At CES in Las Vegas this week, TCL Communication,
TCL says it will unveil the company’s edge-to-edge and dot display technologies, made possible through its sister company CSOT, which also develops display panels for TCL televisions. CSOT is one of the world leaders in LCD panels as well as LTPS, AMOLED and advanced display technologies, such as flexible displays.
The Hong Kong-based company will also display its full lineup of BlackBerry smartphones, including the BlackBerry KEY2 and KEY2 LE.
“At TCL Communication, we continue to push the evolution of our mobile and internet products, and while our Alcatel and BlackBerry devices at CES will show what we can deliver today, it’s what we are debuting in our new display technology that proves what we will deliver in the future,” says Peter Lee, general manager of global sales and marketing at TCL Communication.
“As one of the leading panel manufacturers in the world, TCL has a legacy of making great display technology accessible to customers around the globe. Last year, we showed that we could bring this technology to our mobile devices with our Alcatel Full View Displays, and with our new display demos at CES this year, we’re showing the kind of TCL technology our customers can expect from our smartphones and other devices in the future.”
TCL manufactures BlackBerry-branded devices under license.
Visitors to CES 2019 can visit TCL at the Las Vegas Convention Center, booth #12929. For more information about TCL and BlackBerry devices, www.tclcom.com, www.alcatelmobile.com, and www.blackberrymobile.com.
CES: Most useless gadgets
The worst gadgets of CES also deserve their moment of infamy, writes ARTHUR GOLDSTUCK.
It’s fairly easy to choose the best new gadgets launched at the Consumer Electronics Show (CES) in Las Vegas last week. Most lists – and there are many – highlight the LG roll-up TV, the Samsung modular TV, the Royole foldable phone, the impossible burger, and the walking car.
But what about the voice assisted bed, the smart baby dining table, the self-driving suitcase and the robot that does nothing? In their current renditions, they sum up what is not only bad about technology, but how technology for its own sake quickly leads us down the rabbit hole of waste and futility.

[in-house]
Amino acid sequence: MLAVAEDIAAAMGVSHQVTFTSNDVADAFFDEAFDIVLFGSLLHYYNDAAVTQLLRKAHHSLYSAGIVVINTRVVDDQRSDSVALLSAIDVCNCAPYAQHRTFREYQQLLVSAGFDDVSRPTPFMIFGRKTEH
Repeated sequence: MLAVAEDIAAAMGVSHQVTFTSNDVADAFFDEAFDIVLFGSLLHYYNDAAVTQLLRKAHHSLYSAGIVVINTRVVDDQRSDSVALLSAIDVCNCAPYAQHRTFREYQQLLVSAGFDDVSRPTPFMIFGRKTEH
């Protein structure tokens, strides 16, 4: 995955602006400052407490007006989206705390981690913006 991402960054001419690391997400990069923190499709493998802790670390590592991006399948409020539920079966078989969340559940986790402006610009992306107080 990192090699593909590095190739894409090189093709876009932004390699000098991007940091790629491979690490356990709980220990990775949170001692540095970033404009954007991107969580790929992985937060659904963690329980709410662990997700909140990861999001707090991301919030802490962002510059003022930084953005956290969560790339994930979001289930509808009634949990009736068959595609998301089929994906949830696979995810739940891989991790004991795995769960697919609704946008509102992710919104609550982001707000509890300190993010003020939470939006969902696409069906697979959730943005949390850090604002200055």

The following pick of the worst of CES may well be a thinly veneered attempt at mockery, but it is also intended as a caution against getting caught up in hype and justification of pointless technology.
1. DUX voice-assisted bed
The single most useless product launched at CES this year must surely be a bed with Alexa voice control built in. No, not to control the bed itself, but to manage the smart home features with which Alexa and other smart speakers are associated. Or that any smartphone with Siri or Google Assistant could handle. Swedish luxury bedmaker DUX thinks it’s a good idea to manage smart lights, TV, security and air conditioning through the bed itself. Just don’t say Alexa’s “wake word” in your sleep.
2. Smart Baby Dining Table
Ironically, the runner-up comes from a brand that also makes smart beds: China’s 37 Degree Smart Home. Self-described as “the world’s first smart furniture brand that is transforming technology into furniture”, it outdid itself with a Smart Baby Dining Table. This isa baby feeding table with a removable dining chair that contains a weight detector and adjustable camera, to make children’s weight and temperature visible to parents via the brand’s app. Score one for hands-off parenting.
Click here to read about smart diapers, self-driving suitcases, laundry folders, and bad robot companions.
CES: Language tech means no more “lost in translation”
Talking to strangers in foreign countries just got a lot easier with recent advancements in translation technology. Last week, major companies and small startups alike showed the CES technology expo in Las Vegas how well their translation worked at live translation.
Most existing translation apps, like Bixby and Siri Translate, are still in their infancy with live speech translation, which brings about the need for dedicated solutions like these technologies:
Babel’s AIcorrect pocket translator
The AIcorrect Translator, developed by Beijing-based Babel Technology, attracted attention as the linguistic king of the show. As an advanced application of AI technology in consumer technology, the pocket translator deals with problems in cross-linguistic communication.
It supports real-time mutual translation in multiple situations between Chinese/English and 30 other languages, including Japanese, Korean, Thai, French, Russian and Spanish. A significant differentiator is that major languages like English being further divided into accents. The translation quality reaches as high as 96%.
It has a touch screen, where transcription and audio translation are shown at the same time. Lei Guan, CEO of Babel Technology, said: “As a Chinese pathfinder in the field of AI, we designed the device in hoping that hundreds of millions of people can have access to it and carry out cross-linguistic communication all barrier-free.”
Click here to read about the Pilot, Travis, Pocketalk, Google and Zoi translators.